An extensive review has failed to find good evidence which convincingly demonstrates reflexology (a practice involving applying pressure to, or, massaging feet) is an effective treatment for any medical conditions.
Details of the review, conducted by Dr Edzard Ernst, Director of Complementary Medicine at the Peninsula Medical School in the United Kingdom, were published in the Medical Journal of Australia.
"There is little doubt that a foot massage is pleasantly relaxing, however specific medical claims should always be supported by sound evidence," Dr Ernst said.
"In the case of reflexology, this unfortunately does not appear to be the case."
Dr Ernst searched six electronic databases and identified 217 trials related to reflexology.
After the methodological quality of the trials was assessed by two independent reviewers, all but 18 randomised controlled trials were excluded from the review.
Of these 18 remaining studies, 12 failed to show convincingly that reflexology is an effective treatment, five suggested positive effects and the direction of one result was unclear.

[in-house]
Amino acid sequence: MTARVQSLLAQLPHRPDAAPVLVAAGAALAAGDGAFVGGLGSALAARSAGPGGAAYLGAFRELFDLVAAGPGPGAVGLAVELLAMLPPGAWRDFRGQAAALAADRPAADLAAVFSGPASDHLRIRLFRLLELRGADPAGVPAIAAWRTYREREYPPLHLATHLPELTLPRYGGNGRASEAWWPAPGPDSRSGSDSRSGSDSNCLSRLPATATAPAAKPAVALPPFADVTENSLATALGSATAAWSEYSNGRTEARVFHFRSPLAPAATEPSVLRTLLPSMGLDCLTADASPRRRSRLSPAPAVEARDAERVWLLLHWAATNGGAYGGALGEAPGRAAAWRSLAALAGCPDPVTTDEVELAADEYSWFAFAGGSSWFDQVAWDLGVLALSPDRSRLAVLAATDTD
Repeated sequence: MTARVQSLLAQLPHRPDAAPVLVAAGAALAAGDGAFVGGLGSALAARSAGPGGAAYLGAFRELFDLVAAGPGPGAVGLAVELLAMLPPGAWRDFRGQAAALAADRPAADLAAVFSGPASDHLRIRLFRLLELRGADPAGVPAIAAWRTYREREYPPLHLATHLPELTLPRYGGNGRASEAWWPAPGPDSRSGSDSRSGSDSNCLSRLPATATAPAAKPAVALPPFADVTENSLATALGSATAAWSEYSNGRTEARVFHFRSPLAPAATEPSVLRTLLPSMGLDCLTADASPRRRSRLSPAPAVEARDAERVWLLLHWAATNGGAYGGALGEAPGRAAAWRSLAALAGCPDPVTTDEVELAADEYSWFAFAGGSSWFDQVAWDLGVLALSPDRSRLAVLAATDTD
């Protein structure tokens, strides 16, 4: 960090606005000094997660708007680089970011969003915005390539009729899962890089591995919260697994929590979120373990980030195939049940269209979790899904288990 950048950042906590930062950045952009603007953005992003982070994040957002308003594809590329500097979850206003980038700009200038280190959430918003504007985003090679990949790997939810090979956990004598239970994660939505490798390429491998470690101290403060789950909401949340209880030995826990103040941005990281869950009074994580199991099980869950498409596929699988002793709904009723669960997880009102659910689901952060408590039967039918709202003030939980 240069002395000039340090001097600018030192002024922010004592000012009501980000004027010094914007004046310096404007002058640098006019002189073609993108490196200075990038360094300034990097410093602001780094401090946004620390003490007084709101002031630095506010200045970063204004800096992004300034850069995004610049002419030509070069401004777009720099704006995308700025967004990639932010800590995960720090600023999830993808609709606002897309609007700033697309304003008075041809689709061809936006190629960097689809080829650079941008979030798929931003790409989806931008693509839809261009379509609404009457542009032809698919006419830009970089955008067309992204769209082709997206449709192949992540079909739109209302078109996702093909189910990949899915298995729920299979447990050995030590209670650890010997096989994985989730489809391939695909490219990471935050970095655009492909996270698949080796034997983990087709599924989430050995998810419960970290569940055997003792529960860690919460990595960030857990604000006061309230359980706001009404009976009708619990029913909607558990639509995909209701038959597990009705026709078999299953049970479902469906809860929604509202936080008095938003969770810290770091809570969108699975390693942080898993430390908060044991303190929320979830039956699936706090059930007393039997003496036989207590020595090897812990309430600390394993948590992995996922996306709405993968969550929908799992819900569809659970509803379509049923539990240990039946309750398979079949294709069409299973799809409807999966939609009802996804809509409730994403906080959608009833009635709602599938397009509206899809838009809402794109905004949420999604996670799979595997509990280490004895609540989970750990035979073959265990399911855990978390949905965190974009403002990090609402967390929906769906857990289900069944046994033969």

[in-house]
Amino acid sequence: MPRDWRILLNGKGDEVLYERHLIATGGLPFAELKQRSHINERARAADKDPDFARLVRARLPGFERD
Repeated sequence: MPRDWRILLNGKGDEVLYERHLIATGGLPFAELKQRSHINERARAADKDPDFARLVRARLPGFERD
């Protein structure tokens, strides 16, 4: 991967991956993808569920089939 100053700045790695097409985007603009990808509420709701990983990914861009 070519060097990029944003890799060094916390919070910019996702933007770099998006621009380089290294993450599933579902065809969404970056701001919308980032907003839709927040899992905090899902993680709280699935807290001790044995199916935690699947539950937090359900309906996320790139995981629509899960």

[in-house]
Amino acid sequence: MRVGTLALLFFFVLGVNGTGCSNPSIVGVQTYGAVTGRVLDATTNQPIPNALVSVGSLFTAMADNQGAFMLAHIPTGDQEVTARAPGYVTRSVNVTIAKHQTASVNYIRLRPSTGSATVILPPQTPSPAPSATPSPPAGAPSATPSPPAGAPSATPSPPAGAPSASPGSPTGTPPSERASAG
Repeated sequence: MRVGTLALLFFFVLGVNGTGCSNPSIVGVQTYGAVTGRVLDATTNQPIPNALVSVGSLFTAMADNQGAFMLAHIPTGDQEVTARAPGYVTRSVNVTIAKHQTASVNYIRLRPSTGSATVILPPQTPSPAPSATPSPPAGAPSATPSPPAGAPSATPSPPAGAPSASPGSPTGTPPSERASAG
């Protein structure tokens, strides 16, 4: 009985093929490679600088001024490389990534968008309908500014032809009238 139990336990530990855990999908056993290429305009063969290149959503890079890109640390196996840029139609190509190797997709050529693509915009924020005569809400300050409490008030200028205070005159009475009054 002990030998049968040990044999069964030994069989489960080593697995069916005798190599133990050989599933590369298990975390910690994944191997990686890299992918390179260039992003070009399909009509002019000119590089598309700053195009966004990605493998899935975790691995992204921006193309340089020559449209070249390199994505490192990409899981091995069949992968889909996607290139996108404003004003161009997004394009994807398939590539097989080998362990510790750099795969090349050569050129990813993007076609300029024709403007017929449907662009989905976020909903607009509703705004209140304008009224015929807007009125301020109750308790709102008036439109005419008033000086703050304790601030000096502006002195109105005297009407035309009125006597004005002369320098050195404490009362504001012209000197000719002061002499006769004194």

"The methodological quality was often poor, and sample sizes were generally low," Dr Ernst said.
"Most higher-quality trials did not generate positive findings."
Dr Ernst warned patients against using reflexology as a diagnostic tool.
"Most proponents of reflexology would argue that this method is free of risks," he said.
"However, if used as a diagnostic tool, it will generate false-positive and false-negative diagnoses. Moreover, if employed as an alternative therapy to treat serious conditions, reflexology can be life-threatening."
The Medical Journal of Australia is a publication of the Australian Medical Association.